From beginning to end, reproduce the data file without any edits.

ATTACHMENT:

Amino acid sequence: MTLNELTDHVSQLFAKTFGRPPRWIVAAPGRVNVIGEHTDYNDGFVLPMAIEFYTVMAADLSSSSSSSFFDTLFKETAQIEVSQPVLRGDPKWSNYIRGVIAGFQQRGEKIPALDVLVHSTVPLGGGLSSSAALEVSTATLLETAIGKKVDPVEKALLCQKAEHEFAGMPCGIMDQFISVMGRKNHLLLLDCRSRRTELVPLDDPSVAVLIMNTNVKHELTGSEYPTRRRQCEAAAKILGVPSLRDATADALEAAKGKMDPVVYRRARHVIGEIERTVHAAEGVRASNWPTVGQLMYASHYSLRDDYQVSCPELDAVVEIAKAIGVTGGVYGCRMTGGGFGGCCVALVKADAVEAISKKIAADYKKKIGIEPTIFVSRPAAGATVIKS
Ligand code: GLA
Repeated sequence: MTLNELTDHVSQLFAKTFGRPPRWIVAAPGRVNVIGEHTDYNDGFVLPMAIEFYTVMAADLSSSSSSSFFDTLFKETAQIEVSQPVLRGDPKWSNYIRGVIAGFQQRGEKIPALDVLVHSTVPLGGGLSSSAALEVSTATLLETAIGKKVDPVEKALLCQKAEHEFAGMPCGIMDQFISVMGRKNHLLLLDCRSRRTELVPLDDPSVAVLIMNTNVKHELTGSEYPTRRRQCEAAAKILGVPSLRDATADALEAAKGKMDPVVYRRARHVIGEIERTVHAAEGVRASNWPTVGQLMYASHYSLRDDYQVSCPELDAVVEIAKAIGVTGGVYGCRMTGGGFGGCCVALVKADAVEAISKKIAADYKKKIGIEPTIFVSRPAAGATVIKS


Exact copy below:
Amino acid sequence: MTLNELTDHVSQLFAKTFGRPPRWIVAAPGRVNVIGEHTDYNDGFVLPMAIEFYTVMAADLSSSSSSSFFDTLFKETAQIEVSQPVLRGDPKWSNYIRGVIAGFQQRGEKIPALDVLVHSTVPLGGGLSSSAALEVSTATLLETAIGKKVDPVEKALLCQKAEHEFAGMPCGIMDQFISVMGRKNHLLLLDCRSRRTELVPLDDPSVAVLIMNTNVKHELTGSEYPTRRRQCEAAAKILGVPSLRDATADALEAAKGKMDPVVYRRARHVIGEIERTVHAAEGVRASNWPTVGQLMYASHYSLRDDYQVSCPELDAVVEIAKAIGVTGGVYGCRMTGGGFGGCCVALVKADAVEAISKKIAADYKKKIGIEPTIFVSRPAAGATVIKS
Ligand code: GLA
Repeated sequence: MTLNELTDHVSQLFAKTFGRPPRWIVAAPGRVNVIGEHTDYNDGFVLPMAIEFYTVMAADLSSSSSSSFFDTLFKETAQIEVSQPVLRGDPKWSNYIRGVIAGFQQRGEKIPALDVLVHSTVPLGGGLSSSAALEVSTATLLETAIGKKVDPVEKALLCQKAEHEFAGMPCGIMDQFISVMGRKNHLLLLDCRSRRTELVPLDDPSVAVLIMNTNVKHELTGSEYPTRRRQCEAAAKILGVPSLRDATADALEAAKGKMDPVVYRRARHVIGEIERTVHAAEGVRASNWPTVGQLMYASHYSLRDDYQVSCPELDAVVEIAKAIGVTGGVYGCRMTGGGFGGCCVALVKADAVEAISKKIAADYKKKIGIEPTIFVSRPAAGATVIKS